Vignettes of Female Volatility and Violence:

.. We men have a fair claim to be the Gentler Sex:
(c) 2014, Davd

When people talk about fury and violence, an expression often used is “stirring up a hornets’ nest.” How many of the people who say that, realize that most bees, wasps, and hornets [and stinging ‘soldier’ ants] are (non-reproducing) females? Those kamikaze-like attacks from a disturbed nest are carried out by females! The males [often called by the name drones] are quite peaceable.

Listening to Handel’s Messiah one Christmas Day : “For we like sheep have gone astray, every one .. to his own way.” Oops! A flock of adult sheep is more than 90% females. (As for the juveniles, the lambs follow their mothers to the age when the majority of males are castrated… by the time the lambs reach an age to go astray—the majority are females, and of the minority, a few are entire males and the most are “wethers”—the sheepish equivalent of eunuchs.)

The most feared military unit in World War II, not in battle* “but to be captured by” was made up of Russian women, two colleagues with strong interests in military history, told me. Not Nazis—Russian women. They treated the men they captured more harshly than any other unit—at least, than any other unit that ever made itself a reputation—and if there had been a meaner unit it more than likely would have made a reputation.

How many times, watching movies or “live theatre”, have you seen a man slap a woman’s face? How many times have you seen a woman slap a man’s face? .. and does he hit her back? Dare he?

When i was a boy, girls seldom slapped our faces but some kicked our shins and then danced away singing “Can’t hit a Gir-rul” to the Nyah, nyah, nyah, nyAAAA—Nyah! tune. In some cases, it seemed they attacked simply because they could get away with it, or because we weren’t paying attention to them. (We didn’t nag them to pay attention to us…)

In his book Emotional Intelligence, Daniel Goleman recalls [p. 130], “As i was entering a restaurant … a young man stalked out the door, his face set in an expression both stony and sullen. Close on his heels a young woman came running, her fists desperately pummeling on his back while she yelled, “Goddamn you! Come back here and be nice to me!”   Which of those two was the more violent?
(No hint from Goleman, nor from what i read on men’s websites in 2011-12, that the woman would be punished—but if the sexes were reversed …?

Perhaps Kipling should have the last words, written a century and more ago, before the First World War. He starts his poem with an encounter between peasant and bear: If the bear is male, he may avoid a noisy human; if the bear is female, she will attack. Click the link to see how he continues in reference to our own species.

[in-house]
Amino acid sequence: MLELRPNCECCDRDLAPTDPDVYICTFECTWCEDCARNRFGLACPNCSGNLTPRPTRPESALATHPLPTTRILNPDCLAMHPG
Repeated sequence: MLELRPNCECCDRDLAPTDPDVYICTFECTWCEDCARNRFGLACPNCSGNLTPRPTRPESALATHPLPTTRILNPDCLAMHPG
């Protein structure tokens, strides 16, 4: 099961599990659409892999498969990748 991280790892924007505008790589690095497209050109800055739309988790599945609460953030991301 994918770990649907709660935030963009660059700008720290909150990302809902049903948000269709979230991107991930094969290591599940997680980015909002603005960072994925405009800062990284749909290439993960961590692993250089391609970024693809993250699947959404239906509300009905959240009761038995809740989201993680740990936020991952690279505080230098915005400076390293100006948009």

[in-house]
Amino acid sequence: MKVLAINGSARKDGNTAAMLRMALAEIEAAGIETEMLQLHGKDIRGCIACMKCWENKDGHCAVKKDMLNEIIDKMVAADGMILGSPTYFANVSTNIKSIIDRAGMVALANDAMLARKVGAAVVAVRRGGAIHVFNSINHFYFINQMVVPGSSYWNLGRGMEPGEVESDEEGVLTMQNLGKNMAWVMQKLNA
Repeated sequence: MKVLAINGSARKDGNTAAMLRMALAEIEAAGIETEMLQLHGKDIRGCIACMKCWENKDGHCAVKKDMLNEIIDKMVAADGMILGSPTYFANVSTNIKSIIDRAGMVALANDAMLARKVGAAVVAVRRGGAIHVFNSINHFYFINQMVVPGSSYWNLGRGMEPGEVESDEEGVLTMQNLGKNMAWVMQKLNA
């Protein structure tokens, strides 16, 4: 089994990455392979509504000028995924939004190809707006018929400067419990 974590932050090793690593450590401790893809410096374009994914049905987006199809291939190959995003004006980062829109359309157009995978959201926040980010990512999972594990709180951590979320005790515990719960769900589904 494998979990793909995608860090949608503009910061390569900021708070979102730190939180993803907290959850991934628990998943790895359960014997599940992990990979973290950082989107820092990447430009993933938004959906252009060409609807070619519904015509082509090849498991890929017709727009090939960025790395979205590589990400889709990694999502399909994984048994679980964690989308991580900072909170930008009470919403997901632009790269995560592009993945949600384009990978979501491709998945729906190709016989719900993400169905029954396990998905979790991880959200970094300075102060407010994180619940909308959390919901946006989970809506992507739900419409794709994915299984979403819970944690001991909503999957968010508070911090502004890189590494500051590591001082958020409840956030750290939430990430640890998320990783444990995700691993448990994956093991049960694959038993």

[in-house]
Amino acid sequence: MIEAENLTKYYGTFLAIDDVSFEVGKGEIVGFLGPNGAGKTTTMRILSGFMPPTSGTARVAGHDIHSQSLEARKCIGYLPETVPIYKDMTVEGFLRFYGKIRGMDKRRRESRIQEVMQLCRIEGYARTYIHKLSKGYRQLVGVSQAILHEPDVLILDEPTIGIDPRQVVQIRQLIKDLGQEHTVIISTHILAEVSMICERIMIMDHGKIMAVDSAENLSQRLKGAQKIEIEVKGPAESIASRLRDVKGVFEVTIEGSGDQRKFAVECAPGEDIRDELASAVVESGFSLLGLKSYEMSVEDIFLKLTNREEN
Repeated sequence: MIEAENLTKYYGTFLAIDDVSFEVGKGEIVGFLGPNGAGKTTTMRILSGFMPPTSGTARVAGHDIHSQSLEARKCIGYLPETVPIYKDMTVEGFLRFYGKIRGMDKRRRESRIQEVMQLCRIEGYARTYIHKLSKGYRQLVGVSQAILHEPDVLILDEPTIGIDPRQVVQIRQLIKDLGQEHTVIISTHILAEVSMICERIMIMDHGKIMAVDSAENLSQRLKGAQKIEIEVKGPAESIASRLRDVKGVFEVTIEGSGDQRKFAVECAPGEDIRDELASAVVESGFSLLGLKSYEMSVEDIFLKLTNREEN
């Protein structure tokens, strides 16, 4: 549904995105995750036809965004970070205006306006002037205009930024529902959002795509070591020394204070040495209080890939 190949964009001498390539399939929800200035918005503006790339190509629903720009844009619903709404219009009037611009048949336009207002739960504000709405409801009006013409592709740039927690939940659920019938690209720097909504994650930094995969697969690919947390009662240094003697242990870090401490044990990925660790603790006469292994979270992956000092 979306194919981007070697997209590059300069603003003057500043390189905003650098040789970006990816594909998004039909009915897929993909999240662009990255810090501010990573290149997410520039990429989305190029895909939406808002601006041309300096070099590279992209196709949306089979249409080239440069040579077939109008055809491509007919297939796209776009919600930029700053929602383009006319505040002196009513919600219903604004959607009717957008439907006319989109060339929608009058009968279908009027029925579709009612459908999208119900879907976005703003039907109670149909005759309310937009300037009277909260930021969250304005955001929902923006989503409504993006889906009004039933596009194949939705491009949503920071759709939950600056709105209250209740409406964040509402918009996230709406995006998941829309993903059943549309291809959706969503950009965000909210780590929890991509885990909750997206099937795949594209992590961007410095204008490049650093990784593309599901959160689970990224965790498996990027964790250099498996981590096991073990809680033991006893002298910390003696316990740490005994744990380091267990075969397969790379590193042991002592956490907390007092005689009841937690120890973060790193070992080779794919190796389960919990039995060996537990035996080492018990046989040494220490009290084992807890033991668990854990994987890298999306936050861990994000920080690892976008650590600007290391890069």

Kipling is not always exact;
—he writes fear where i would write prudence, for instance;
—he is more sure of women’s fidelity to their mates, than men today who have been through divorce—or whose friends have;
—read in today’s context, he overstates the dangers of childbirth**
—but the difference in fury v. restraint, is clear enough.

… So which is the Gentler Sex?

 

Notes:

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* The most impressive battle units in the European war, or so i’ve heard, were made up of Estonians fighting against the Russians, and Japanese-Americans fighting against the Germans. The Finnish units fighting against the Russians were also impressive, but the Estonians, who like the Japanese-American unit were volunteers (while the Finns were regular army soldiers), were even more so.

** The largest single reason why women now live longer on average, than men, is that childbirth is far safer today for women, than in his time and earlier. War is still very dangerous for men, as are many of the jobs done mainly by men. Warren Farrell’s two interviews in New Male Studies mention some telling details.

 

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About Davd

Davd (PhD, 1966) has been a professor, a single father keeping a small commercial herb garden so as to have flexible time for his sons, and editor of _Ecoforestry_. He is a practicing Christian, and in particular an advocate of ecoforestry, self-sufficiency horticulture, and men of all faiths living together "in peace and brotherhood" for the fellowship, the efficiency, and the goodwill that sharing work so often brings.
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